Martha Dandridge Custis Washington
“I think I am more like a state prisoner than anything else, there is certain bounds set for me which I must not depart from…” So in one of her surviving letters, Martha Washington confided to a niece that she did not entirely enjoy her role as first of First Ladies. She once conceded that “many younger and gayer women would be extremely pleased” in her place; she would “much rather be at home.”
But when George Washington took his oath of office in New York City on April 30, 1789, and assumed the new duties of President of the United States, his wife brought to their position a tact and discretion developed over 58 years of life in Tidewater Virginia society.
Oldest daughter of John and Frances Dandridge, she was born June 2, 1731, on a plantation near Williamsburg. Typical for a girl in an 18th-century family, her education was almost negligible except in domestic and social skills, but she learned all the arts of a well-ordered household and how to keep a family contented.
As a girl of 18–about five feet tall, dark-haired, gentle of manner–she married the wealthy Daniel Parke Custis. Two babies died; two were hardly past infancy when her husband died in 1757.
From the day Martha married George Washington in 1759, her great concern was the comfort and happiness of her husband and children. When his career led him to the battlegrounds of the Revolutionary War and finally to the Presidency, she followed him bravely. Her love of private life equaled her husband’s; but, as she wrote to her friend Mercy Otis Warren, “I cannot blame him for having acted according to his ideas of duty in obeying the voice of his country.” As for herself, “I am still determined to be cheerful and happy, in whatever situation I may be; for I have also learned from experience that the greater part of our happiness or misery depends upon our dispositions, and not upon our circumstances.”
At the President’s House in temporary capitals, New York and Philadelphia, the Washingtons chose to entertain in formal style, deliberately emphasizing the new republic’s wish to be accepted as the equal of the established governments of Europe. Still, Martha’s warm hospitality made her guests feel welcome and put strangers at ease. She took little satisfaction in ” formal compliments and empty ceremonies” and declared that “I am fond of only what comes from the heart.” Abigail Adams, who sat at her right during parties and receptions, praised her as “one of those unassuming characters which create Love and Esteem.”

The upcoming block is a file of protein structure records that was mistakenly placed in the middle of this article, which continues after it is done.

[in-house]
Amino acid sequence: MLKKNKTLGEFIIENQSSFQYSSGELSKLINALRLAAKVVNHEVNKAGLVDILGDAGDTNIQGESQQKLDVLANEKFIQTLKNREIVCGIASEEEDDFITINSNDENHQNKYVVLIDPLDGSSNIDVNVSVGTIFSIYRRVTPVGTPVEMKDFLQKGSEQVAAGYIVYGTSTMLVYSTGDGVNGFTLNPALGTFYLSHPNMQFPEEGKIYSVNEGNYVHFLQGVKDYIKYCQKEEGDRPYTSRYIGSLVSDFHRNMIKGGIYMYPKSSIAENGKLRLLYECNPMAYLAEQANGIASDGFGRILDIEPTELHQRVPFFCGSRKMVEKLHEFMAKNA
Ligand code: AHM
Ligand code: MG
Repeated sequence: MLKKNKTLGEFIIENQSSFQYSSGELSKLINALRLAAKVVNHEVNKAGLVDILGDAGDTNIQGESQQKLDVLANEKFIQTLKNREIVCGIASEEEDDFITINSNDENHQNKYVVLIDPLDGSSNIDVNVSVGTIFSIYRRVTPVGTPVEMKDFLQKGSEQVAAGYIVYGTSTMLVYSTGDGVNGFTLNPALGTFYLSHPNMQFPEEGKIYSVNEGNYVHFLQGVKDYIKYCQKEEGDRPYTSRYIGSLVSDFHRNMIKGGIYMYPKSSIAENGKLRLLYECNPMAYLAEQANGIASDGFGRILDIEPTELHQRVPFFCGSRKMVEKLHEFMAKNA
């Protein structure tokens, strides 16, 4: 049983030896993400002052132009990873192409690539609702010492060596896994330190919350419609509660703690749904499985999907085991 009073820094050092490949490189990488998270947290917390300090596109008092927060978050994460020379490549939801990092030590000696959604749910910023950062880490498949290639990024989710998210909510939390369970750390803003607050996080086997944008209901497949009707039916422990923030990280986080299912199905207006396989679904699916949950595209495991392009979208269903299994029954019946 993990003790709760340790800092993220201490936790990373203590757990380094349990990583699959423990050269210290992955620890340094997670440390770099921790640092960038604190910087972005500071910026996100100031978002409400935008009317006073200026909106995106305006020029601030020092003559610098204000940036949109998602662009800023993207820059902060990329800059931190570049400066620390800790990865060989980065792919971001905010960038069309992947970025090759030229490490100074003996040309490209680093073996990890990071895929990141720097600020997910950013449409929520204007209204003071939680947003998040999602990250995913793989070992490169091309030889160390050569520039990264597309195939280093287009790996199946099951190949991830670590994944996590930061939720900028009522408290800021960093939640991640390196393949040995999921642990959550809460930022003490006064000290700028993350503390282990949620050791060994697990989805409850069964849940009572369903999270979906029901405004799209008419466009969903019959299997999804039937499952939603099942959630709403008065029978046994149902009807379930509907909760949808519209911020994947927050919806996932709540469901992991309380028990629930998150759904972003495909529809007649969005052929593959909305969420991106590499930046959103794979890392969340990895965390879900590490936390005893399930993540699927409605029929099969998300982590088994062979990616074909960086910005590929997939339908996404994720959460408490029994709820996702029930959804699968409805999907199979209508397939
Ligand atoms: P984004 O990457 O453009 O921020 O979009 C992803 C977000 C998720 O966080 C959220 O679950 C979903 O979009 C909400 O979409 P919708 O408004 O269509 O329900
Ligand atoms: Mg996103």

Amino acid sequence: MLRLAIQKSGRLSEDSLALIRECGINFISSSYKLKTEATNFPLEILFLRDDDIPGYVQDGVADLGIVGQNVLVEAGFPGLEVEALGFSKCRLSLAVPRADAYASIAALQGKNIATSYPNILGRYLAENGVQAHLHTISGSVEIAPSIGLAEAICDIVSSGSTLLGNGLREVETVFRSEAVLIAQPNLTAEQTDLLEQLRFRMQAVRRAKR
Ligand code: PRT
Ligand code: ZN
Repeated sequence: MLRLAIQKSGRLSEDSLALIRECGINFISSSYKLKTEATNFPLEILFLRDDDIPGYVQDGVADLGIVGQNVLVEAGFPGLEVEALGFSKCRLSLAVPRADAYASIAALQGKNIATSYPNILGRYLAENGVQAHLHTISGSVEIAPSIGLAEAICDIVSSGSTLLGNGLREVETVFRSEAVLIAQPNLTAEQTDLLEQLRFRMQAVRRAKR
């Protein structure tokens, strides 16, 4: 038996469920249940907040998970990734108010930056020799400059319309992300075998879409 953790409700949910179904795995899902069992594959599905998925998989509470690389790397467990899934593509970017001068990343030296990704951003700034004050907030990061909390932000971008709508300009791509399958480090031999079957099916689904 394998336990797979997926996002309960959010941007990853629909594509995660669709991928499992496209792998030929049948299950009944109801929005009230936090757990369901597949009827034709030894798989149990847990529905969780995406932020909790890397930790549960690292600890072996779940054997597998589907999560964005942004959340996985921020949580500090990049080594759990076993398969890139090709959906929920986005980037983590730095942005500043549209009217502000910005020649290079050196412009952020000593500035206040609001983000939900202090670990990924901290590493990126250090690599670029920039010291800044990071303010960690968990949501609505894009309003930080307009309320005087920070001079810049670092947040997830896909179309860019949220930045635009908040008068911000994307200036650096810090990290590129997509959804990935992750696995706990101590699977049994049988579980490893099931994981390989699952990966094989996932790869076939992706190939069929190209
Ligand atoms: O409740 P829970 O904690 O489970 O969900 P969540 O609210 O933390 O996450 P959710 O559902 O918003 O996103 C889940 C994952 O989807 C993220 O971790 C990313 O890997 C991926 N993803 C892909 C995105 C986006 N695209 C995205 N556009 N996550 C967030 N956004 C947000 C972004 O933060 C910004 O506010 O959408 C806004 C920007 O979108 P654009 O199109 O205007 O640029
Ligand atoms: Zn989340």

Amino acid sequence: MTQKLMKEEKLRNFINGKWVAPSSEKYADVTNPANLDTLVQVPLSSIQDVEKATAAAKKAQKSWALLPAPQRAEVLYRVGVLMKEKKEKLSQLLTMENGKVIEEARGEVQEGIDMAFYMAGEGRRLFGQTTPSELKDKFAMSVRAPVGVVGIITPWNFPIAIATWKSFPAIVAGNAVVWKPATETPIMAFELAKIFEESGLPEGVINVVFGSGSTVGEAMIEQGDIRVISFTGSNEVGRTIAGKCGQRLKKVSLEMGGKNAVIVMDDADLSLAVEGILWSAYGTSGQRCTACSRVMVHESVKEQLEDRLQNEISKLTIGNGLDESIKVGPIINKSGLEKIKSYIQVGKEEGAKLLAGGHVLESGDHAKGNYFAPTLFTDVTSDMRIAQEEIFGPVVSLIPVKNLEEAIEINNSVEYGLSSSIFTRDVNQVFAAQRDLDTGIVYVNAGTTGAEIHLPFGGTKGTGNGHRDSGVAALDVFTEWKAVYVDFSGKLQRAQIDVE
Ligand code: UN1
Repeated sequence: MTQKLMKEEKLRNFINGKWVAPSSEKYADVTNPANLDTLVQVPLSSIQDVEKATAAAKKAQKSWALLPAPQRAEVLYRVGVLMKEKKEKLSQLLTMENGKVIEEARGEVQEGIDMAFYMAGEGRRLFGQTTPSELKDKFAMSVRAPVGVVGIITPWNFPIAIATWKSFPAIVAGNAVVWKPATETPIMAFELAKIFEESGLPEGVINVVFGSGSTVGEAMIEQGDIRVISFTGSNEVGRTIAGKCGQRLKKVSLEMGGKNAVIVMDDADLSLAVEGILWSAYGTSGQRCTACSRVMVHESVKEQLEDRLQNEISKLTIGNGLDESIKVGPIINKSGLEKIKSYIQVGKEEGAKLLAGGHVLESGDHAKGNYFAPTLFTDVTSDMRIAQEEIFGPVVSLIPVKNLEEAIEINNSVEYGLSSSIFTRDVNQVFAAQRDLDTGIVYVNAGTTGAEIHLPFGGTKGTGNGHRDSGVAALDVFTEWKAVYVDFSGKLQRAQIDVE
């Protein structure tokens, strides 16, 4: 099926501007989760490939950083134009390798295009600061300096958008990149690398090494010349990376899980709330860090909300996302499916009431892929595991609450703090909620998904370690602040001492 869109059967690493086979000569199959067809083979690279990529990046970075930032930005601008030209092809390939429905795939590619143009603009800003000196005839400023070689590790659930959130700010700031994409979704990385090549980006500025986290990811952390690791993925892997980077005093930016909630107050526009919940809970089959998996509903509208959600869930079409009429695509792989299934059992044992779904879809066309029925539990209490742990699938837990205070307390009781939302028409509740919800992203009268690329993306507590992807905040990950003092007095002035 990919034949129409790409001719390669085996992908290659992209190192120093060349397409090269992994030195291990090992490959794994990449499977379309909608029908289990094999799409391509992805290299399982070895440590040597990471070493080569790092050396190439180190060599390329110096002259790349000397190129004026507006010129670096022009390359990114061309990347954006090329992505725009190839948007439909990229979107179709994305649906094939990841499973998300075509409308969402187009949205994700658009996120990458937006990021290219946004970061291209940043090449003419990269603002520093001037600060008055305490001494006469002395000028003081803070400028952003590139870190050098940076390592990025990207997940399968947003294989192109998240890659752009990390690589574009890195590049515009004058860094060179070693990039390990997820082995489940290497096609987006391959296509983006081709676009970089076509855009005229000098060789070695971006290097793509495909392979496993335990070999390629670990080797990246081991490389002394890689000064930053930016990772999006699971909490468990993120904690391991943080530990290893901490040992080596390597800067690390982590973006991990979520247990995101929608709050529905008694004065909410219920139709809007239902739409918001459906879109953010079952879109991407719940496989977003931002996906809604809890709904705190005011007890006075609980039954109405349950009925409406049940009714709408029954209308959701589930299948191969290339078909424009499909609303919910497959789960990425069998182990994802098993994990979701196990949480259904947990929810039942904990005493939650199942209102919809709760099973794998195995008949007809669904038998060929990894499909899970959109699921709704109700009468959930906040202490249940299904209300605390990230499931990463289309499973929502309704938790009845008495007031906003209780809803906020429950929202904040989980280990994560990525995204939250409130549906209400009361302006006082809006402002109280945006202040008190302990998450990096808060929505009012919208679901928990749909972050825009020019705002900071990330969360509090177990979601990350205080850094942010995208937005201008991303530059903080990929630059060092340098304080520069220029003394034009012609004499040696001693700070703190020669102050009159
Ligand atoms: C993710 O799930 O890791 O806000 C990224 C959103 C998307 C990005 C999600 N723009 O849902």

In 1797 the Washingtons said farewell to public life and returned to their beloved Mount Vernon, to live surrounded by kinfolk, friends, and a constant stream of guests eager to pay their respects to the celebrated couple. Martha’s daughter Patsy had died, her son Jack at 26, but Jack’s children figured in the household. After George Washington died in 1799, Martha assured a final privacy by burning their letters; she died of “severe fever” on May 22, 1802. Both lie buried at Mount Vernon, where Washington himself had planned an unpretentious tomb for them.
The Music of George Washington
In his orders to his army during the American Revolution on June 4, 1777, George Washington complained that the “music of the army [was] in general very bad.”
He ordered that “the drum and fife Majors exert themselves to improve it, or they will be reduced [demoted], and their extraordinary pay taken from them.”
Washington explained that specific hours would be assigned “for all the drums and fifes, of each regiment, to attend them and practice.”
Noting that “Nothing is more agreeable, and ornamental, than good music,” Washington directed that “every officer, for the credit of his corps, should take care to provide it.”1 Even during the Revolutionary War, the issue of music was on George Washington’s mind.